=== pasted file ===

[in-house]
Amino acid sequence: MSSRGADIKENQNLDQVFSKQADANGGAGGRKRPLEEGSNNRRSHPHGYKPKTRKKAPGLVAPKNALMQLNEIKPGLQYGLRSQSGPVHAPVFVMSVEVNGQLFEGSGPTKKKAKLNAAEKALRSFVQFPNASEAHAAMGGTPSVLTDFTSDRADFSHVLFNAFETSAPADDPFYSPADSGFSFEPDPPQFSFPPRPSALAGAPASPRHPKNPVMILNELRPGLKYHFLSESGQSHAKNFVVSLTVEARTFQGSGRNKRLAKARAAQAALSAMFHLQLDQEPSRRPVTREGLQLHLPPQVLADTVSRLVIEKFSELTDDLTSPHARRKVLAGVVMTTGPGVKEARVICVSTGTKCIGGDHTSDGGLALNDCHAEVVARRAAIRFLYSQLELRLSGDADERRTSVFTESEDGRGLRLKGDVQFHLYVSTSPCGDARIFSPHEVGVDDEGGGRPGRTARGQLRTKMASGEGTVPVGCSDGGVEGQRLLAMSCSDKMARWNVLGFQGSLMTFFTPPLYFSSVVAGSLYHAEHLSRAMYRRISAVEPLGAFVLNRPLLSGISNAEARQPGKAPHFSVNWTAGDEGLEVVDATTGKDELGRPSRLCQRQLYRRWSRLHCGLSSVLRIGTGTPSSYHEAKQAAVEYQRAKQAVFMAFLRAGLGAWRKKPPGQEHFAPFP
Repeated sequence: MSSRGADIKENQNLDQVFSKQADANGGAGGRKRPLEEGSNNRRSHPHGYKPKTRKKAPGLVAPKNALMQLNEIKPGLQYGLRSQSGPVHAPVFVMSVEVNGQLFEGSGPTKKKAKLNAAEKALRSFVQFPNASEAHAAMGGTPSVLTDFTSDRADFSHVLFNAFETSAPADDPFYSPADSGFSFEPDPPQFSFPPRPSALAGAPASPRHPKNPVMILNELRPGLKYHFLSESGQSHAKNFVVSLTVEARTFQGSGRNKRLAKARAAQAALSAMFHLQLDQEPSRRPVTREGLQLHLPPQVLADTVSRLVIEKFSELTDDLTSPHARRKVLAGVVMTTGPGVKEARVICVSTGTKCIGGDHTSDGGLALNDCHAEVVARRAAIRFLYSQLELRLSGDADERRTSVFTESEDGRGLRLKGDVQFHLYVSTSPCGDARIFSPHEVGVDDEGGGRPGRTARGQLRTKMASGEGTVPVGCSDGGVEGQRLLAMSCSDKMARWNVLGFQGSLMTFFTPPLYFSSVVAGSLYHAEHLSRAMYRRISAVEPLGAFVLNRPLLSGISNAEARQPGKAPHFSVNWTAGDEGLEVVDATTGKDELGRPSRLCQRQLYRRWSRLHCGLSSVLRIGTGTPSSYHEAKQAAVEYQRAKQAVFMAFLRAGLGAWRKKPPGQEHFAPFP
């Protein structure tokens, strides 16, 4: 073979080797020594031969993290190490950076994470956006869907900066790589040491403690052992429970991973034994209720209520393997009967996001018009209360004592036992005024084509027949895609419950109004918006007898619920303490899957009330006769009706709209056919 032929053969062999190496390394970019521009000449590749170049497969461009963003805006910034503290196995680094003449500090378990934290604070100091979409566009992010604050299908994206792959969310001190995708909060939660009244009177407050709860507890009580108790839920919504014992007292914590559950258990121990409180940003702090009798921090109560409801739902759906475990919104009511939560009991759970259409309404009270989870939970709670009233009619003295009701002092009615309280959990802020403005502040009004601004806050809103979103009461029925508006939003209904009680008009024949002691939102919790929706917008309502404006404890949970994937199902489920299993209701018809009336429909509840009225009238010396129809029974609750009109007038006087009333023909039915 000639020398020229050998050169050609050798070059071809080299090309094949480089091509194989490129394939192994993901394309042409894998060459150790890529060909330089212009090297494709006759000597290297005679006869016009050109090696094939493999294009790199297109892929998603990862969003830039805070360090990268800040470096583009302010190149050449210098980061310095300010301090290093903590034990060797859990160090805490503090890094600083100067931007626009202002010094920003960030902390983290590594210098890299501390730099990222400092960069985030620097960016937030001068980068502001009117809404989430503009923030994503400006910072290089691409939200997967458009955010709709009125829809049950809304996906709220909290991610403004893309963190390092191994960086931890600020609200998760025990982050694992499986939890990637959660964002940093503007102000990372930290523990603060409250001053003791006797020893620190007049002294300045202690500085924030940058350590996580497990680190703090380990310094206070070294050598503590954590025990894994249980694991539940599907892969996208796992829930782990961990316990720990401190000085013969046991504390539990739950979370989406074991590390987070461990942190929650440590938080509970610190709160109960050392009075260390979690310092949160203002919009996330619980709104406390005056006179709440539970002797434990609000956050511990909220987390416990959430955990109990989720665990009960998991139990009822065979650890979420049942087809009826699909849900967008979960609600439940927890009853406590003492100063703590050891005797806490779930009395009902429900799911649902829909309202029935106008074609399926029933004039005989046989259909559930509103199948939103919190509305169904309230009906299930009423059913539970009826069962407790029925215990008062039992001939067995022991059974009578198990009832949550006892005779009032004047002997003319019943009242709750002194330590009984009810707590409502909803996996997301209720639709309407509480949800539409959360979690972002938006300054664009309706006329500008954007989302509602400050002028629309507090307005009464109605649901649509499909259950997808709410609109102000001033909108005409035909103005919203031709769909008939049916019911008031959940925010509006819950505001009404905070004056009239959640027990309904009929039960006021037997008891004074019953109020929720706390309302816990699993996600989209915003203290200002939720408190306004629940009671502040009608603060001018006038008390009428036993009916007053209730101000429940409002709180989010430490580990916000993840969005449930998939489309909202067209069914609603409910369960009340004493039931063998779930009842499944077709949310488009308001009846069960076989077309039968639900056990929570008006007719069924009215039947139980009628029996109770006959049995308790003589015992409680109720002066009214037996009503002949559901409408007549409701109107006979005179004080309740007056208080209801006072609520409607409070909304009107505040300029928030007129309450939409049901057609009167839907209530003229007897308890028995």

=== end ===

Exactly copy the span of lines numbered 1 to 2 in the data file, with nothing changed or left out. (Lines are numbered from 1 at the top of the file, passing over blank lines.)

[in-house]
Amino acid sequence: MSSRGADIKENQNLDQVFSKQADANGGAGGRKRPLEEGSNNRRSHPHGYKPKTRKKAPGLVAPKNALMQLNEIKPGLQYGLRSQSGPVHAPVFVMSVEVNGQLFEGSGPTKKKAKLNAAEKALRSFVQFPNASEAHAAMGGTPSVLTDFTSDRADFSHVLFNAFETSAPADDPFYSPADSGFSFEPDPPQFSFPPRPSALAGAPASPRHPKNPVMILNELRPGLKYHFLSESGQSHAKNFVVSLTVEARTFQGSGRNKRLAKARAAQAALSAMFHLQLDQEPSRRPVTREGLQLHLPPQVLADTVSRLVIEKFSELTDDLTSPHARRKVLAGVVMTTGPGVKEARVICVSTGTKCIGGDHTSDGGLALNDCHAEVVARRAAIRFLYSQLELRLSGDADERRTSVFTESEDGRGLRLKGDVQFHLYVSTSPCGDARIFSPHEVGVDDEGGGRPGRTARGQLRTKMASGEGTVPVGCSDGGVEGQRLLAMSCSDKMARWNVLGFQGSLMTFFTPPLYFSSVVAGSLYHAEHLSRAMYRRISAVEPLGAFVLNRPLLSGISNAEARQPGKAPHFSVNWTAGDEGLEVVDATTGKDELGRPSRLCQRQLYRRWSRLHCGLSSVLRIGTGTPSSYHEAKQAAVEYQRAKQAVFMAFLRAGLGAWRKKPPGQEHFAPFP